River Water Quality & Environmental Factors
River water quality is highly variable by nature due to environmental conditions such as basin lithology, vegetation and climate. In small watersheds spatial variations extend over orders of magnitude for most major elements and nutrients, while this variability is an order of magnitude lower for major basins. Standard river water for use as reference is therefore not applicable. As a consequence natural waters can possibly be unfit for various human uses, even including drinking. There are three major natural sources of dissolved and soluble matter carried by rivers: the atmospheric inputs of material, the degradation of terrestrial organic matter and the weathering of surface rocks. These substances generally transit through soil and porous rocks and finally reach the rivers. On their way, they are affected by numerous processes such as recycling in terrestrial biota, recycling and storage in soils, exchange between dissolved and particulate matter, loss of volatile substances to the atmosphere, production and degradation of aquatic plants within rivers and lakes etc. As a result of these multiple sources and pathways, the concentrations of elements and compounds found in rivers depend on physical factors (climate, relief), chemical factors (solubility of minerals) and biological factors (uptake by vegetation, degradation by bacteria). The most important environmental factors controlling river chemistry are:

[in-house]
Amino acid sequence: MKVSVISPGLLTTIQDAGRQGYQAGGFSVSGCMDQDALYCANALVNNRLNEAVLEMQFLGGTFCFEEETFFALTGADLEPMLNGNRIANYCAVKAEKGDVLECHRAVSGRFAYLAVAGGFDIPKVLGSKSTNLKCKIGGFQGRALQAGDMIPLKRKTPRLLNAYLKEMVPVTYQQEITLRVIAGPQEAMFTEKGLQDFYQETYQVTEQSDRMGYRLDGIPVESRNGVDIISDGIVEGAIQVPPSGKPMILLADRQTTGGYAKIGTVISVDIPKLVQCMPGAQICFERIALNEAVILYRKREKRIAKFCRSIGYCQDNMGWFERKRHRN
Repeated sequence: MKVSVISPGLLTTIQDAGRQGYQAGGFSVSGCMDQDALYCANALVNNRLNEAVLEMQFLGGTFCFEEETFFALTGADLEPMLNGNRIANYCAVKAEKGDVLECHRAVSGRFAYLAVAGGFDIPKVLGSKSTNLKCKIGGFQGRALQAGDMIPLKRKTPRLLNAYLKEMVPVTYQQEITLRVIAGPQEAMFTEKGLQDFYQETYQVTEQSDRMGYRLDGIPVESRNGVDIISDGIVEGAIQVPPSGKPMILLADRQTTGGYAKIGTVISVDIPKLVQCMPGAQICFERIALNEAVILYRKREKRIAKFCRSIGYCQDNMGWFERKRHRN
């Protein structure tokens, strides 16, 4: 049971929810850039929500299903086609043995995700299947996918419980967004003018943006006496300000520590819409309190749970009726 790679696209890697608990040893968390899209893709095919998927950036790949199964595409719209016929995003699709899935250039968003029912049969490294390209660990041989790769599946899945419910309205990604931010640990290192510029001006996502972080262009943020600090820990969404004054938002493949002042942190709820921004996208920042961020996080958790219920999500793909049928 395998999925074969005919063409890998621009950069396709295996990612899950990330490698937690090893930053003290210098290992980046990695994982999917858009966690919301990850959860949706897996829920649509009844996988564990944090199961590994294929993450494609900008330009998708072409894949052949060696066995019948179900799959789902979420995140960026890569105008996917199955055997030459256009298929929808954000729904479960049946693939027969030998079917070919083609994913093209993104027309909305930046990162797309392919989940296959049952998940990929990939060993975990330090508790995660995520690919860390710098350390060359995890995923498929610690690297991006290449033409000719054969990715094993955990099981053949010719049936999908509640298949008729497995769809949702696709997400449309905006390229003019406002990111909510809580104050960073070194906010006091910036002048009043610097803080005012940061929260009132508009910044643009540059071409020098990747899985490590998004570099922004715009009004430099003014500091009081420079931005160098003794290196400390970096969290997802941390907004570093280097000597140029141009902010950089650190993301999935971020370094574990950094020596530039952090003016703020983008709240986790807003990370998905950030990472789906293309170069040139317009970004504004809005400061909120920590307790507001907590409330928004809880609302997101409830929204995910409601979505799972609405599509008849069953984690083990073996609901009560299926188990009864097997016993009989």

- Occurrence of highly soluble (halite, gypsum) or easily weathered (calcite, dolomite,pyrite, olivine) minerals
- Distance to the marine environment which controls the exponential decrease of ocean aerosols input to land(Na+, CI-, SO-, and Mg2+).
- Aridity (precipitation/runoff ratio) which determines the concentration of dissolved substances resulting from the two previous processes.
- Terrestrial primary productivity which governs the release of nutrients (C, N, Si, K).
- Ambient temperature which controls, together with biological soil activity, the weathering reaction kinetics.
- Uplift rates (tectonism, relief) Stream quality of unpolluted waters (basins without any direct pollution sources such as dwellings,roads, farming, mining etc).
(Source:Report on Water Quality "Hot Spots" in Rivers of India(Central Water Commission,New Delhi, Aug, 2011))